Volunteers the key to improving the catchment’s environment

More than 3000ha of weed control and more than 99,000ha of fox control were achieved by community natural resource management (NRM) groups in the Goulburn Broken catchment during 2014/15.

The catchment’s 96 community NRM groups and 12 networks also achieved:

  • 562.7ha of revegetation;
  • 394.8ha of vegetation protection and improvement;
  • 1757ha of rabbit control;
  • 126.8km of fencing; and
  • built 1145 nest boxes.

Goulburn Broken Catchment Management Authority (CMA) CEO Chris Norman said the work carried by the groups was critical for improving the region’s land, water and biodiversity.

“The membership of these Landcare groups and networks, sustainable farming groups and conservation management networks are largely volunteer-based, which makes the delivery of these on-ground works even more impressive,” Mr Norman said.

The groups’ achievements are captured each year in the Goulburn Broken Catchment Community NRM Report Card.

“The information in the report card is collected via a survey and it’s great to note that as well as detailing the huge amount of on-ground works they’ve delivered, the groups feel their membership numbers are healthy,’ Mr Norman said. “Given that the members of these groups are well-placed to identify local priorities, this bodes well for the ongoing improvement of the catchment’s environment.” 

The report card also details engagement with Traditional Owners and schools and notes that almost 700 field days, workshops and other events were held across the Catchment. In addition, the groups list the greatest challenges they believe their local communities will face over the next five years.

Goulburn Murray Landcare Network Chair John Laing said the majority of groups in the region considered their greatest challenges continued to be pest plant and animal control and protecting and improving native vegetation. 

 “They also believe that continuing to improve land managers’ skills and knowledge and securing support for the facilitators that work with the groups is critical to improving the catchment,” Mr Laing said.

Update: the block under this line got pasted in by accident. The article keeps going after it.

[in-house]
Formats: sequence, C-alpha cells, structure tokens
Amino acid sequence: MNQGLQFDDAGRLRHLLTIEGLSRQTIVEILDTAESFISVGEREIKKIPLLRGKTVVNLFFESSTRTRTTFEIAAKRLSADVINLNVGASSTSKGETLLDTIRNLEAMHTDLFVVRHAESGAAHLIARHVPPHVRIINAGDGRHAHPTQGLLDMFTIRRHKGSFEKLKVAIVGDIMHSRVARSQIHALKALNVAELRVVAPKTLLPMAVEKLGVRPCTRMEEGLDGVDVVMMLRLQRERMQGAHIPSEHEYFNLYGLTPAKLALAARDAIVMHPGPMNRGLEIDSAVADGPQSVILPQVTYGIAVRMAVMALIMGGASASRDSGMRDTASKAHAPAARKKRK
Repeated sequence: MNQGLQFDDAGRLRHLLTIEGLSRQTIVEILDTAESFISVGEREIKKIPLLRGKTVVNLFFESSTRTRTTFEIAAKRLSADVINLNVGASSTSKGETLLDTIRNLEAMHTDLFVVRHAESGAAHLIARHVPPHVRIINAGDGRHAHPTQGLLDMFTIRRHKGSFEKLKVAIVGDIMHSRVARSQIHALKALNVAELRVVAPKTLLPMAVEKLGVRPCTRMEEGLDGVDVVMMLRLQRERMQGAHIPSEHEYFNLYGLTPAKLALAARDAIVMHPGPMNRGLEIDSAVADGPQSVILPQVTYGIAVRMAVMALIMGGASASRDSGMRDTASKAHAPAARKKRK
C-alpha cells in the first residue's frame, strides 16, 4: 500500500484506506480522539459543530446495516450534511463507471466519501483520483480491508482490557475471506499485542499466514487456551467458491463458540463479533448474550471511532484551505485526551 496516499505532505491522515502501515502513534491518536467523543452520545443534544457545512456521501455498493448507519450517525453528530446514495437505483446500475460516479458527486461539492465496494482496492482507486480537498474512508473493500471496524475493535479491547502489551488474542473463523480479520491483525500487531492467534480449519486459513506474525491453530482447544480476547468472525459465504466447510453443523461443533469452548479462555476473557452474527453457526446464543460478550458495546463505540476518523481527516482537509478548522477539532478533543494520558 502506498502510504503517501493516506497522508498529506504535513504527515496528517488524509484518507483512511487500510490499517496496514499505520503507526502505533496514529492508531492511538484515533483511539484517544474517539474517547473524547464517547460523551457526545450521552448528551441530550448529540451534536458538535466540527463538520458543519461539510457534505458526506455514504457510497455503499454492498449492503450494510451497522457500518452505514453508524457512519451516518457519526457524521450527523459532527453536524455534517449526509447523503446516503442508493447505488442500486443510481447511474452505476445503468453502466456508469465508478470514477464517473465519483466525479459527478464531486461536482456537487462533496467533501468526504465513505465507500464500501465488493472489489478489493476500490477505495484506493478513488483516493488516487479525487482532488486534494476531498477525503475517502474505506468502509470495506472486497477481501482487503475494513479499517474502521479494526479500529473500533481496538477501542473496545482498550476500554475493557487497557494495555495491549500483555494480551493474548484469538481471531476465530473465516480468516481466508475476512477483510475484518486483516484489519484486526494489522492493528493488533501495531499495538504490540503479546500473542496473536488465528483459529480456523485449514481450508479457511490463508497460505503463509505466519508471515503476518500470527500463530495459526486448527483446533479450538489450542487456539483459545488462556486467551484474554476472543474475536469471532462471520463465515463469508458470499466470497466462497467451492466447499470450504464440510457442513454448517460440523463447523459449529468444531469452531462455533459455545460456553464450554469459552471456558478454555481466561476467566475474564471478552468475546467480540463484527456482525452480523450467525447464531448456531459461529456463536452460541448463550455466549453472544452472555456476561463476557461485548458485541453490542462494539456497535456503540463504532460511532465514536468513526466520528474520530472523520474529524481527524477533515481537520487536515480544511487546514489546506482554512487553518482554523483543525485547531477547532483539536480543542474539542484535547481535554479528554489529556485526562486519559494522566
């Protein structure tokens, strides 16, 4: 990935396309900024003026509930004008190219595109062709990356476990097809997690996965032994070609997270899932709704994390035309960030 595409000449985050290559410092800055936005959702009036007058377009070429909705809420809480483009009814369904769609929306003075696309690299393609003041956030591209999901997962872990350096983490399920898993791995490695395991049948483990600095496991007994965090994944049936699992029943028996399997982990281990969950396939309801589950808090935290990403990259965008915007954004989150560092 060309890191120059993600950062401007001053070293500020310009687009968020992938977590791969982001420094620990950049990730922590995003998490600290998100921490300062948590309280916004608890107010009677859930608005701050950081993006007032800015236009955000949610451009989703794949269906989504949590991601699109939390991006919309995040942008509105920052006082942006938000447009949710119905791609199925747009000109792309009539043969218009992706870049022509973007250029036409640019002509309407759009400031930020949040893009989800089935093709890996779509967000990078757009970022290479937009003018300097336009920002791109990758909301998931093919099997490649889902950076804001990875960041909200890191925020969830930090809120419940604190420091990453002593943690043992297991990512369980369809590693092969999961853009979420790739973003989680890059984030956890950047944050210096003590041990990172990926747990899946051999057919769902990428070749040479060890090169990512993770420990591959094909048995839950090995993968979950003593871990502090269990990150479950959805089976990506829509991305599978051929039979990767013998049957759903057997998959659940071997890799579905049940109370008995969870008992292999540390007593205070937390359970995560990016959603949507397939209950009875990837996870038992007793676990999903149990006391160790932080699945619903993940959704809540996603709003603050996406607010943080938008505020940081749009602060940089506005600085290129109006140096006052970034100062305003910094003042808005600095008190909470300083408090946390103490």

Mr Norman said knowing the community’s priorities helped the Goulburn Broken CMA align local projects with government funding priorities.

Department of Environment, Land, Water and Planning (DELWP) Catchment and Water Deputy Secretary Kate Houghton said each of the 10 CMAs provided a Community NRM report card to the Victorian Government.

“These reports not only provide us with a great indication of how the funding we provide to the CMAs is making a difference in each region, it helps paint a picture of how these local initiatives contribute to improving environmental values across the state,” Ms Houghton said.     

The Goulburn Broken Catchment Community NRM Report Card is available here.

The Goulburn Broken CMA acknowledges and respects First Nations people and the deep connection they have with their land and waters.

We acknowledge the Yorta Yorta and Taungurung people and their ancestors/forbears as Traditional Owners of the land and waters in the Goulburn Broken Catchment (and beyond). We value our ongoing partnerships with Yorta Yorta Nation Aboriginal Corporation and Taungurung Land and Waters Council for the health of Country and its people.

We pay our respects to Elders past, present and emerging and acknowledge and recognise the primacy of Traditional Owners obligations, rights and responsibilities to use and care for their traditional lands and waters.

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